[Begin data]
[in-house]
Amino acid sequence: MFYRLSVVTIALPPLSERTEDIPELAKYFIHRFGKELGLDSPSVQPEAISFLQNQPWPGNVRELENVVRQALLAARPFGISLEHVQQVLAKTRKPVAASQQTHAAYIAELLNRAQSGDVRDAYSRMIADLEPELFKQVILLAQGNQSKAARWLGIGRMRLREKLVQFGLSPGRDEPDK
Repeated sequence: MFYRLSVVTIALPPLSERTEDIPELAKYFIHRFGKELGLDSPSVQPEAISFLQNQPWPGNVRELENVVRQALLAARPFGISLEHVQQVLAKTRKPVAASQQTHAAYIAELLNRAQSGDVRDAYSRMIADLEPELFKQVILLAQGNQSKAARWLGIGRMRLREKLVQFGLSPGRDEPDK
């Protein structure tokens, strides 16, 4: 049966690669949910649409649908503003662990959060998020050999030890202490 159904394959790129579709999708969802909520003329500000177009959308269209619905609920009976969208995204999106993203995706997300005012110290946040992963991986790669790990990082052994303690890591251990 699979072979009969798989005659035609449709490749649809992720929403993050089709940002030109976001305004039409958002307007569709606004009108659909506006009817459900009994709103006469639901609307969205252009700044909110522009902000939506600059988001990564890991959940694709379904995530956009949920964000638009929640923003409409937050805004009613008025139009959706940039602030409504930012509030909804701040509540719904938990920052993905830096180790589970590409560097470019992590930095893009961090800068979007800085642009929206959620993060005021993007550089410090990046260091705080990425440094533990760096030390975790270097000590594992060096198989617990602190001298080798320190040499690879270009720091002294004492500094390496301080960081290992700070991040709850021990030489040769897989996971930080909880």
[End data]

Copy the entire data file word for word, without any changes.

[in-house]
Amino acid sequence: MFYRLSVVTIALPPLSERTEDIPELAKYFIHRFGKELGLDSPSVQPEAISFLQNQPWPGNVRELENVVRQALLAARPFGISLEHVQQVLAKTRKPVAASQQTHAAYIAELLNRAQSGDVRDAYSRMIADLEPELFKQVILLAQGNQSKAARWLGIGRMRLREKLVQFGLSPGRDEPDK
Repeated sequence: MFYRLSVVTIALPPLSERTEDIPELAKYFIHRFGKELGLDSPSVQPEAISFLQNQPWPGNVRELENVVRQALLAARPFGISLEHVQQVLAKTRKPVAASQQTHAAYIAELLNRAQSGDVRDAYSRMIADLEPELFKQVILLAQGNQSKAARWLGIGRMRLREKLVQFGLSPGRDEPDK
């Protein structure tokens, strides 16, 4: 049966690669949910649409649908503003662990959060998020050999030890202490 159904394959790129579709999708969802909520003329500000177009959308269209619905609920009976969208995204999106993203995706997300005012110290946040992963991986790669790990990082052994303690890591251990 699979072979009969798989005659035609449709490749649809992720929403993050089709940002030109976001305004039409958002307007569709606004009108659909506006009817459900009994709103006469639901609307969205252009700044909110522009902000939506600059988001990564890991959940694709379904995530956009949920964000638009929640923003409409937050805004009613008025139009959706940039602030409504930012509030909804701040509540719904938990920052993905830096180790589970590409560097470019992590930095893009961090800068979007800085642009929206959620993060005021993007550089410090990046260091705080990425440094533990760096030390975790270097000590594992060096198989617990602190001298080798320190040499690879270009720091002294004492500094390496301080960081290992700070991040709850021990030489040769897989996971930080909880």